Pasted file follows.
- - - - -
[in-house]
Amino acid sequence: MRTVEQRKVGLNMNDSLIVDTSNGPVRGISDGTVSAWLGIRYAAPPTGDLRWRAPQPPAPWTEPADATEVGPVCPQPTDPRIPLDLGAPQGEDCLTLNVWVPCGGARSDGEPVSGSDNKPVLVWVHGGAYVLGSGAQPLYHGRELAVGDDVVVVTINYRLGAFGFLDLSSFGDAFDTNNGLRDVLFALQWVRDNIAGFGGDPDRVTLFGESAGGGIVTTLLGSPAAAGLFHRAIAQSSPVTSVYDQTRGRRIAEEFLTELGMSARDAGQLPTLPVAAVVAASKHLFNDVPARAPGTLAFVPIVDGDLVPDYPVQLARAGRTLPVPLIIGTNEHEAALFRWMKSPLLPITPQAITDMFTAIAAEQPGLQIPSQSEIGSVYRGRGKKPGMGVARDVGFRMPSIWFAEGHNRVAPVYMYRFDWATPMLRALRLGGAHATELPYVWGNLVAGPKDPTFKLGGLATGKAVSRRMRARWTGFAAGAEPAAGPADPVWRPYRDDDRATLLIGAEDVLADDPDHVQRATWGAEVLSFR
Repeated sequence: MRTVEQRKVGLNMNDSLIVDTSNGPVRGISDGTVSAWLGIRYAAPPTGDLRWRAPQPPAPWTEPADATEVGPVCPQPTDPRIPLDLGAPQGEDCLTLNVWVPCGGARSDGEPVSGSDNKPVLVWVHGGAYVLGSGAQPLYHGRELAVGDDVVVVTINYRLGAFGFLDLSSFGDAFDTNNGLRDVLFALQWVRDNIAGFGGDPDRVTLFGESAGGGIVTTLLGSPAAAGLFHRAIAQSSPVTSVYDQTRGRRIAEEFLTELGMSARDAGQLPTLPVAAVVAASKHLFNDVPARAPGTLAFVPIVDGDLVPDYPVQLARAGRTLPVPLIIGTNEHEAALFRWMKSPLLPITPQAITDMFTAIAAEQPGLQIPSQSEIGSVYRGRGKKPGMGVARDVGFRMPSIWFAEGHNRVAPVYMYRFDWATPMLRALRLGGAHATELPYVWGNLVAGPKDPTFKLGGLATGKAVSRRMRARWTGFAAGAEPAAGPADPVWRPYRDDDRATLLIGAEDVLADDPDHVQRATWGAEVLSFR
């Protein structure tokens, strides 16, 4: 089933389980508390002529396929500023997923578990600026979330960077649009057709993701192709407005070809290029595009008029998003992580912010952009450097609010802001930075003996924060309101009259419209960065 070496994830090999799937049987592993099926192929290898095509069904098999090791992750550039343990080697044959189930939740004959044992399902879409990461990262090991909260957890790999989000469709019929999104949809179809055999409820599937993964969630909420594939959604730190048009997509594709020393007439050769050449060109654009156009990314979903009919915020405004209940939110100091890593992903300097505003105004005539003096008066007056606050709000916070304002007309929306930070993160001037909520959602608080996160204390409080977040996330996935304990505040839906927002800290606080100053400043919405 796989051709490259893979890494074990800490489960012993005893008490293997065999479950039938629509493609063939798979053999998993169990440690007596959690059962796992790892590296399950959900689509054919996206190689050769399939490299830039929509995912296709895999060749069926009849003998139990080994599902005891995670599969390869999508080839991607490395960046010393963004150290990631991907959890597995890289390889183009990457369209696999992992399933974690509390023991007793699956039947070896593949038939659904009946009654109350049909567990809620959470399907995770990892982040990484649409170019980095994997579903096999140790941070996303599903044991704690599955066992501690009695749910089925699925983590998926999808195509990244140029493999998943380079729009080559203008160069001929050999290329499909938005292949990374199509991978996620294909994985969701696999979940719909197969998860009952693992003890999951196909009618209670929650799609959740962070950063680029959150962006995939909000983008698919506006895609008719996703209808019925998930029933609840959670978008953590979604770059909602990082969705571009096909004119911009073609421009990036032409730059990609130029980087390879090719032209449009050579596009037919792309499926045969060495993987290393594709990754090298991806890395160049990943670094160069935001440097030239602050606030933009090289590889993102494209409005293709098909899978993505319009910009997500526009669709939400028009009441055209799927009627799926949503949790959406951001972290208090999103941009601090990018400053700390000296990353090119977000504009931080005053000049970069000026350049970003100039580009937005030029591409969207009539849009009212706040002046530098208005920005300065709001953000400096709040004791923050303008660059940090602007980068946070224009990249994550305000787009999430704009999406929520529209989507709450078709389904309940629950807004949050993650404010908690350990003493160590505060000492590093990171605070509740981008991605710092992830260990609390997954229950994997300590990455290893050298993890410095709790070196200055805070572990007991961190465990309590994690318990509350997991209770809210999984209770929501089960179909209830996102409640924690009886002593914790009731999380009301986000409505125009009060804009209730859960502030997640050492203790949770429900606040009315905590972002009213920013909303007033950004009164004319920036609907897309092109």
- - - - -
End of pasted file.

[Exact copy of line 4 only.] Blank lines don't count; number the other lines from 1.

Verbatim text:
């Protein structure tokens, strides 16, 4: 089933389980508390002529396929500023997923578990600026979330960077649009057709993701192709407005070809290029595009008029998003992580912010952009450097609010802001930075003996924060309101009259419209960065 070496994830090999799937049987592993099926192929290898095509069904098999090791992750550039343990080697044959189930939740004959044992399902879409990461990262090991909260957890790999989000469709019929999104949809179809055999409820599937993964969630909420594939959604730190048009997509594709020393007439050769050449060109654009156009990314979903009919915020405004209940939110100091890593992903300097505003105004005539003096008066007056606050709000916070304002007309929306930070993160001037909520959602608080996160204390409080977040996330996935304990505040839906927002800290606080100053400043919405 796989051709490259893979890494074990800490489960012993005893008490293997065999479950039938629509493609063939798979053999998993169990440690007596959690059962796992790892590296399950959900689509054919996206190689050769399939490299830039929509995912296709895999060749069926009849003998139990080994599902005891995670599969390869999508080839991607490395960046010393963004150290990631991907959890597995890289390889183009990457369209696999992992399933974690509390023991007793699956039947070896593949038939659904009946009654109350049909567990809620959470399907995770990892982040990484649409170019980095994997579903096999140790941070996303599903044991704690599955066992501690009695749910089925699925983590998926999808195509990244140029493999998943380079729009080559203008160069001929050999290329499909938005292949990374199509991978996620294909994985969701696999979940719909197969998860009952693992003890999951196909009618209670929650799609959740962070950063680029959150962006995939909000983008698919506006895609008719996703209808019925998930029933609840959670978008953590979604770059909602990082969705571009096909004119911009073609421009990036032409730059990609130029980087390879090719032209449009050579596009037919792309499926045969060495993987290393594709990754090298991806890395160049990943670094160069935001440097030239602050606030933009090289590889993102494209409005293709098909899978993505319009910009997500526009669709939400028009009441055209799927009627799926949503949790959406951001972290208090999103941009601090990018400053700390000296990353090119977000504009931080005053000049970069000026350049970003100039580009937005030029591409969207009539849009009212706040002046530098208005920005300065709001953000400096709040004791923050303008660059940090602007980068946070224009990249994550305000787009999430704009999406929520529209989507709450078709389904309940629950807004949050993650404010908690350990003493160590505060000492590093990171605070509740981008991605710092992830260990609390997954229950994997300590990455290893050298993890410095709790070196200055805070572990007991961190465990309590994690318990509350997991209770809210999984209770929501089960179909209830996102409640924690009886002593914790009731999380009301986000409505125009009060804009209730859960502030997640050492203790949770429900606040009315905590972002009213920013909303007033950004009164004319920036609907897309092109």